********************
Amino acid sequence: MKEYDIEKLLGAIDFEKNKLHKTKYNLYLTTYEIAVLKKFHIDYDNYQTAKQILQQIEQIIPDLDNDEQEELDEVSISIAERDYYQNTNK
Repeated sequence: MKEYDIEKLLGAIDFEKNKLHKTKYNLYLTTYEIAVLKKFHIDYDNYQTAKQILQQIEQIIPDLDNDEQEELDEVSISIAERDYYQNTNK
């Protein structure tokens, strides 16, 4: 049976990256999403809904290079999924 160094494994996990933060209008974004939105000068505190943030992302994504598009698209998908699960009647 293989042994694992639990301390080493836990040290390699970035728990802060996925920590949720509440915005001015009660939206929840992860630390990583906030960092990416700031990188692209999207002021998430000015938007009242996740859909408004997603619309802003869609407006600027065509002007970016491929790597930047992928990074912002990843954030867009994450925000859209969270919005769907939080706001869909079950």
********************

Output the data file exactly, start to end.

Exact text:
Amino acid sequence: MKEYDIEKLLGAIDFEKNKLHKTKYNLYLTTYEIAVLKKFHIDYDNYQTAKQILQQIEQIIPDLDNDEQEELDEVSISIAERDYYQNTNK
Repeated sequence: MKEYDIEKLLGAIDFEKNKLHKTKYNLYLTTYEIAVLKKFHIDYDNYQTAKQILQQIEQIIPDLDNDEQEELDEVSISIAERDYYQNTNK
């Protein structure tokens, strides 16, 4: 049976990256999403809904290079999924 160094494994996990933060209008974004939105000068505190943030992302994504598009698209998908699960009647 293989042994694992639990301390080493836990040290390699970035728990802060996925920590949720509440915005001015009660939206929840992860630390990583906030960092990416700031990188692209999207002021998430000015938007009242996740859909408004997603619309802003869609407006600027065509002007970016491929790597930047992928990074912002990843954030867009994450925000859209969270919005769907939080706001869909079950």